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Racist shooter of Black protesters testifies in Minneapolis court

By Jess Sundin |
January 31, 2017
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Minneapolis, MN - Allen “Lance” Scarsella took the stand again for the entire day, Jan. 30, attempting to convince a jury that he was acting in self-defense the night he fired eight shots into a crowd of Black people on Nov. 23, 2015. The shooting came just after protesters had removed him from the occupation demanding justice for Jamar Clark. Scarsella testified that after most of the protesters turned to go back, he was still surrounded by a handful of “very aggressive” men. He claimed that the one closest to him pulled out a shiny object he believed to be a knife.

In less than a second, Scarsella pulled his gun from a shoulder holster, shot that man, and continued firing until his gun was empty and five men were seriously wounded. He claimed he did so because he feared for his life. There was no video evidence, and no knife recovered from the scene or any of the victims, their clothes and belongings were collected by hospital staff and entered into evidence. On cross-examination, Scarsella admitted that aside from a glancing blow several minutes and a block away, he suffered no injuries, no blows, no one choked him, kicked him, or pushed him to the ground.

Despite this, Scarsella wants jurors to believe that he acted in self-defense. Scarsella tried today to paint his group as innocents, who only went to the protest to observe. Asked if he had any sympathy for Jamar Clark (whose killing at the hands of Minneapolis police set off the 18-day protest at the police precinct building), Scarsella answered, “I didn’t feel one way or another about him. I don’t understand your question.”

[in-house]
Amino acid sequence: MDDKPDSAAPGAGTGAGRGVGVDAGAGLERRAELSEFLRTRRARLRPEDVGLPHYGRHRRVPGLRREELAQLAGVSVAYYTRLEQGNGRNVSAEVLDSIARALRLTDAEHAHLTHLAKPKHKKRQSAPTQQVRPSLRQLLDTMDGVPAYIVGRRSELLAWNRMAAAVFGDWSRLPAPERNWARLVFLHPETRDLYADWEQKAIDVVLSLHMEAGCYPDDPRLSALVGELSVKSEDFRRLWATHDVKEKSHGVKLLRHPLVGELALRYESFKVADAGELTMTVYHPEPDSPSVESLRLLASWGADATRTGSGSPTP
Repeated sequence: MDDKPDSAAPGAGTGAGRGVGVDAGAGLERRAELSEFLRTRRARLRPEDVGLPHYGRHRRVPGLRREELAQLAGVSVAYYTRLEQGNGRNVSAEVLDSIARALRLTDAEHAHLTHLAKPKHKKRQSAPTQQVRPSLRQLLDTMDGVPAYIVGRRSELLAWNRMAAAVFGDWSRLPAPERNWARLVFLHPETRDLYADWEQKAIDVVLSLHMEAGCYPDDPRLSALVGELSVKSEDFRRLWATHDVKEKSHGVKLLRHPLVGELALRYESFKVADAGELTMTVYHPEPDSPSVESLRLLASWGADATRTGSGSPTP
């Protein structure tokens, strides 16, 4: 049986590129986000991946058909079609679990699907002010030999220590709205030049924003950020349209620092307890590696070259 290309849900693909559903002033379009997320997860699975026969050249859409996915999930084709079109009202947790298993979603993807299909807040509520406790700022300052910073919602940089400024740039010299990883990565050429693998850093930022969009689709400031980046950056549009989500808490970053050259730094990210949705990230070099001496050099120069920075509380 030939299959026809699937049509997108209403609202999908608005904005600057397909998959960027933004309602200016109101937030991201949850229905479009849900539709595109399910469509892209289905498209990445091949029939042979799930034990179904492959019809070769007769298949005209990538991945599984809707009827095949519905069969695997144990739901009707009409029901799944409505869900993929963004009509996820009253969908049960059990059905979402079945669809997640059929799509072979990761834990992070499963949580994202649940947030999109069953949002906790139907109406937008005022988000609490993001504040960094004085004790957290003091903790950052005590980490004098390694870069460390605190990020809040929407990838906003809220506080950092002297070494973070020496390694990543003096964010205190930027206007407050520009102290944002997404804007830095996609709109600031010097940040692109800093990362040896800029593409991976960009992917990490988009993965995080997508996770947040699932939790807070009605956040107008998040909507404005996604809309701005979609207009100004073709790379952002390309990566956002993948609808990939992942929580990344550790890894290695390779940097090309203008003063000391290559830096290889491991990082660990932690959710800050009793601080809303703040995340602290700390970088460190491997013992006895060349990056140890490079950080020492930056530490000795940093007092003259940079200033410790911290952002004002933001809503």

Scarsella claimed that the Nov. 23 visit to the protest was spontaneous, and was unable to explain a text from Gustavsson on Thursday, Nov. 19, that read, “Dude, if this shit is going down on Monday, we need to get down there. I could rile so much shit up.” The men then spent the weekend camping and shooting guns, but Scarsella claims they never spoke of that text message or made any plans.

On the stand, Scarsella was pressed to explain dozens of violent, racist text messages he had exchanged with his friends in the days and months before the shooting. He dismissed them all as jokes, and “just words.” In one, he wrote how one could, “tempt a chimp to chimp out and then you get to shoot them.” In another, Scarsella praised the gun George Zimmerman used to murder Trayvon Martin, saying, “It’s cool that the gun I’m getting has been proven to kill black guys in a single shot.” He also wrote, “So they can take my gun and throw me in a cage. All for airing out one lousy n-----.” Many texts talked about how his Browning 1911 was particularly effective for killing Black or brown people. This is the gun – one of ten that he owns – that he fired on protesters in this case.

“The prosecution has made it clear enough that Scarsella has racist hate in his heart, but they didn’t charge him with any hate crime. We worry about this almost all-white suburban jury, and whether they will believe that he was afraid for his life in the face of all those angry Black folks, and whether that gives him a right to shoot,” said Loretta VanPelt of the Twin Cities Coalition for Justice for Jamar. She and others have followed the case closely. Closing arguments are expected on Jan. 31.

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